I’m not asking you to ignore that voice, I’m asking you to stay with your pain, and regard mind like a puppy being trained. With a dedicated mindfulness practice, you can learn to teach your angst-primed brain to stay sitting and smarting on the carpet of your mental and emotional experience and bide your time until the pain shifts and changes on its own. Because it will. Your thoughts come and go, like clouds in the sky. By practicing “letting your thoughts be just thoughts” and watching them move by, you can train your parental brain to let the pain be as it is, and not chide and mishandle it into the beast that most of us have known in our lesser moments as parents. Pain, yes—suffering, no.
A Mindfulness Practice for Stressed-Out Parents
When pain, whether physical or emotional, shows up, it’s helpful to have built the capacity to mindfully notice it, allow it to just be there, and watch as it changes and typically eases on its own. It’s when you push and poke at it, trying to force pain to leave, that it often hangs around and grows into mind’s best bad-tempered friend, suffering.
You can lean to “rest” in the experience of pain and not add to it with mind’s angst and agendas. The mindfulness term for this is “acceptance.” And by acceptance, I don’t mean resignation—the sense of giving up and being defeated by the pain of parenting. No, it’s an active, empowered choice to lie back and let pain move through you. What you need to do is to take a “N.A.P.” with the pain that shows up in your daily life as a parent. Here are the steps:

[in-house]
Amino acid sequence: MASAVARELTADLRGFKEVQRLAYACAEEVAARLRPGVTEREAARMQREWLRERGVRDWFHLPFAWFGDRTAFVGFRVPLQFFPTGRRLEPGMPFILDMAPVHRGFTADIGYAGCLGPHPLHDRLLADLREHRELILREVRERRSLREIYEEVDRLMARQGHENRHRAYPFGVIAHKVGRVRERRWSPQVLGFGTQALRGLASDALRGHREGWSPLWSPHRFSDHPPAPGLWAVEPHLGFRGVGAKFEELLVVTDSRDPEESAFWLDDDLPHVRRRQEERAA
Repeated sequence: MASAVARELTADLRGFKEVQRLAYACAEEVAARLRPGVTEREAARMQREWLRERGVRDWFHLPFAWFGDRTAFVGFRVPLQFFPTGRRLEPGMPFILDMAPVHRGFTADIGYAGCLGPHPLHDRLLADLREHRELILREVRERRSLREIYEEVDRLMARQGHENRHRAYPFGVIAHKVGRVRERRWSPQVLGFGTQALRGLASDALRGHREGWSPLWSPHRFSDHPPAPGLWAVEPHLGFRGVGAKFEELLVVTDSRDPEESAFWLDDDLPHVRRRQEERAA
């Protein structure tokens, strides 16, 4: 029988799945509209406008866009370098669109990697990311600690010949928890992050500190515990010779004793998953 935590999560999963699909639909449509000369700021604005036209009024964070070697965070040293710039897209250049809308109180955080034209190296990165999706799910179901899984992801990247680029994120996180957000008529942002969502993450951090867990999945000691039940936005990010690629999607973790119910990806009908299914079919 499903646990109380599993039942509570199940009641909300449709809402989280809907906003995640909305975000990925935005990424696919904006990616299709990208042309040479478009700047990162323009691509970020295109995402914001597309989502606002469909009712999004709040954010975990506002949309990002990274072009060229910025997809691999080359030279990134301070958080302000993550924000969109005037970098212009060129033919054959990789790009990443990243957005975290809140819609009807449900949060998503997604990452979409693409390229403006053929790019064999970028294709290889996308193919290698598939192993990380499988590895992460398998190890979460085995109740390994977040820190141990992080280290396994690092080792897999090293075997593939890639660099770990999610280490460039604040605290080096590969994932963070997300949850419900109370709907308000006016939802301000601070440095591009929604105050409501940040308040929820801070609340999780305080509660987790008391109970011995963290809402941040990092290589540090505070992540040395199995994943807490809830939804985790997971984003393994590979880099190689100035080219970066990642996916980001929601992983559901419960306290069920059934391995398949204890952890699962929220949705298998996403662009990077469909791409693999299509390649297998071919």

- Notice and observe the painful sensations in your body and any accompanying thoughts as they show up.
- Allow it all to be just as it is, without trying to change anything.
- Pass the pain on through, rest into the moment until your painful thoughts and feelings pass through and away from you.
The next time you find yourself having difficulty with your children, in whatever way that shows up for you, give this acceptance practice a try. I’d advise starting with more do-able situations – the “low hanging fruit” within easy reach of your skills for attention and spacious awareness.
With practice, you’ll be able to take a “nap” even amid that louder, more intense or historically angst-ridden episodes. Be patient with yourself. Again, these “pains” of parenting are universal. No one is immune, and we’re all walking together this path toward more mindfulness in relating to our kids. That’s why it’s called “practice,” not perfection.